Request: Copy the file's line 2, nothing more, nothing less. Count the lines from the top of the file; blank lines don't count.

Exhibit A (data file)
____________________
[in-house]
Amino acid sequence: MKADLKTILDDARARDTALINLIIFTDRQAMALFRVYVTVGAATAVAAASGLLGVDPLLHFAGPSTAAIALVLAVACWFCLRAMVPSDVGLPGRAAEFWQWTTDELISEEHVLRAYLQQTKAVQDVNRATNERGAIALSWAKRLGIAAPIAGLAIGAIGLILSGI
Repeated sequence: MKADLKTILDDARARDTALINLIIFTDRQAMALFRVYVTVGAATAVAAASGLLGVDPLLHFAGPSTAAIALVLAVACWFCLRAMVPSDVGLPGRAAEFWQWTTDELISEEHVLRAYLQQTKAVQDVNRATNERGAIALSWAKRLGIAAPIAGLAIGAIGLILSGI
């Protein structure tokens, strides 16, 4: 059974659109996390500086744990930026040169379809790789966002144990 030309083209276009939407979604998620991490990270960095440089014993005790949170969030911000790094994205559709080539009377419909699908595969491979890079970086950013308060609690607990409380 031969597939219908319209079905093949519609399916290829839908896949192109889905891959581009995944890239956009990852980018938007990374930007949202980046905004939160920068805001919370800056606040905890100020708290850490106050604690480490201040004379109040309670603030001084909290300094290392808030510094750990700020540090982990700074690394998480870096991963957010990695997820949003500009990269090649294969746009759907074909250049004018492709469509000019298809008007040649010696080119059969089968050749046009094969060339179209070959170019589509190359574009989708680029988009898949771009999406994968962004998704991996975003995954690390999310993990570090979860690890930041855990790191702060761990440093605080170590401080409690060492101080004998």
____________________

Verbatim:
Amino acid sequence: MKADLKTILDDARARDTALINLIIFTDRQAMALFRVYVTVGAATAVAAASGLLGVDPLLHFAGPSTAAIALVLAVACWFCLRAMVPSDVGLPGRAAEFWQWTTDELISEEHVLRAYLQQTKAVQDVNRATNERGAIALSWAKRLGIAAPIAGLAIGAIGLILSGI